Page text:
MEMORIAL OF SAINT JOHN NEUMANN, BISHOP
1 John 3:11-21
For this is the message you have heard from the beginning, that we should love one another. We must not be like Cain who was from the evil one and murdered his brother. And why did he murder him? Because his own deeds were evil and his brother’s righteous. Do not be astonished, brothers and sisters, that the world hates you. We know that we have passed from death to life because we love one another. Whoever does not love abides in death. All who hate a brother or sister are murderers, and you know that murderers do not have eternal life abiding in them. We know love by this, that he laid down his life for us—and we ought to lay down our lives for one another. How does God’s love abide in anyone who has the world’s goods and sees a brother or sister in need and yet refuses help?
Little children, let us love, not in word or speech, but in truth and action. And by this we will know that we are from the truth and will reassure our hearts before him whenever our hearts condemn us; for God is greater than our hearts, and he knows everything. Beloved, if our hearts do not condemn us, we have boldness before God;
Make a joyful noise to the Lord, all the earth. Worship the Lord with gladness; come into his presence with singing.
Know that the Lord is God. It is he that made us, and we are his; we are his people, and the sheep of his pasture.
Enter his gates with thanksgiving, and his courts with praise. Give thanks to him, bless his name.
For the Lord is good; his steadfast love endures forever, and his faithfulness to all generations.
The next day Jesus decided to go to Galilee. He found Philip and said to him, “Follow me.” Now Philip was from Bethsaida, the city of Andrew and Peter. Philip found Nathanael and said to him, “We have found him about whom Moses in the law and also the prophets wrote, Jesus son of Joseph from Nazareth.” Nathanael said to him, “Can anything good come out of Nazareth?” Philip said to him, “Come and see.” When Jesus saw Nathanael coming toward him, he said of him, “Here is truly an Israelite in whom there is no deceit!” Nathanael asked him, “Where did you get to know me?” Jesus answered, “I saw you under the fig tree before Philip called you.” Nathanael replied, “Rabbi, you are the Son of God! You are the King of Israel!” Jesus answered, “Do you believe because I told you that I saw you under the fig tree? You will see greater things than these.” And he said to him, “Very truly, I tell you, you will see heaven opened and the angels of God ascending and descending upon the Son of Man.”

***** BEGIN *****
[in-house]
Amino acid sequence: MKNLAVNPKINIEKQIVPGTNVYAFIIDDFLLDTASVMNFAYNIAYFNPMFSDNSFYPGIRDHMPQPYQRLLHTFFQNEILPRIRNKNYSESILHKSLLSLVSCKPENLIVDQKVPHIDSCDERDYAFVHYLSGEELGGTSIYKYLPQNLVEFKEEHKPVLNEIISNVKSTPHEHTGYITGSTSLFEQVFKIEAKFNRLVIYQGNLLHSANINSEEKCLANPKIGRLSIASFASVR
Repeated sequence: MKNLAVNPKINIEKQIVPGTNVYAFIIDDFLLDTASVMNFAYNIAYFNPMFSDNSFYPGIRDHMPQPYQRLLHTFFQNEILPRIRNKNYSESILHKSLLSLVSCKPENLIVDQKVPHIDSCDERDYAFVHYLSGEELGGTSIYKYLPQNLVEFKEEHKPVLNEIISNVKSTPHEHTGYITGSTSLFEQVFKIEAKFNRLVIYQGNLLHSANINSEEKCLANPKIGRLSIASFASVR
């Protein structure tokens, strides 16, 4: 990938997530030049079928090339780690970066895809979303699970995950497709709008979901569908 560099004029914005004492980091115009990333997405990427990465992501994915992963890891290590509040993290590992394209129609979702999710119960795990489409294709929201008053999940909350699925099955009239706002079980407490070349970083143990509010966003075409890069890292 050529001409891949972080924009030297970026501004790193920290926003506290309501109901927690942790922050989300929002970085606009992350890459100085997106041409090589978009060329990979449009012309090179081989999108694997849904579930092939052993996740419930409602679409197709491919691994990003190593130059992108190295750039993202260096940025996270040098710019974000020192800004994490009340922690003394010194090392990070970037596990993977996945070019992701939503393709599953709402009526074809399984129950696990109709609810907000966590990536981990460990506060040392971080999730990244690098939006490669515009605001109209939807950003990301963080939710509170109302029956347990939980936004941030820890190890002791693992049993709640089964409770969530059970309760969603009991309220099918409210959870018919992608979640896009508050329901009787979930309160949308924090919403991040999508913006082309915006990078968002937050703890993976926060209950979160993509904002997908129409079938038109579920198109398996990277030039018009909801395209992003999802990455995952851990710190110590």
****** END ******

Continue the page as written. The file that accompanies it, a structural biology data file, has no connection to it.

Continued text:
Anyone who loves is of God because God is love itself. St. John outlines this clearly for us in his letter, saying that there are those who love and those who do not. Another way of saying this is that there are those who belong to God and those who belong to the evil one. Another way of saying this is that there are those who seek to give life and those who seek to take it.
Now, this may feel like an extreme measure. How can we say that there are those who love, who belong to God, and those who give life, and those who belong to the evil one, who do not love, and who take life? Don’t most people seem to fall somewhere in the middle? Which one of us is perfectly loving all the time? Don’t we all sin and fall short of the glory of God? Does each and every little sin make us a murderer?
While it feels extreme, it is no less the truth. Goodness is a path and not a spectrum. A soul does not transition from one end of the spectrum to the other, becoming less evil and becoming more good. Rather, a soul can change from one path, a path of death and selfishness, to a path of goodness, a path of love, of life, and of selflessness. Like changing trains, the two lines do not go to the same destination. However, no matter where you are on the path, you are still either on the path toward God, or you are on the path that leads to everlasting death. These paths have different essences, meaning that the end is in the beginning. The path of goodness will lead you to heaven, as long as you stay on it, and the path of death will lead you to hell and never redirect you of its own volition. Either you are purposefully moving toward God, or you are not.
In our Gospel, Nathanael is a good example of one who belongs to God. God’s truth lives in him, which is why he is instantly able to recognize God when he meets Jesus. Like Nathanael, we are called to allow God’s love and God’s truth to live in us. When we do that, when we love his truth, when we love his commandments, and when we love our neighbors, we will not be confused about what love is. We will recognize love, we will recognize the good life that God desires for us, and we will be able to recognize God when he lives in us.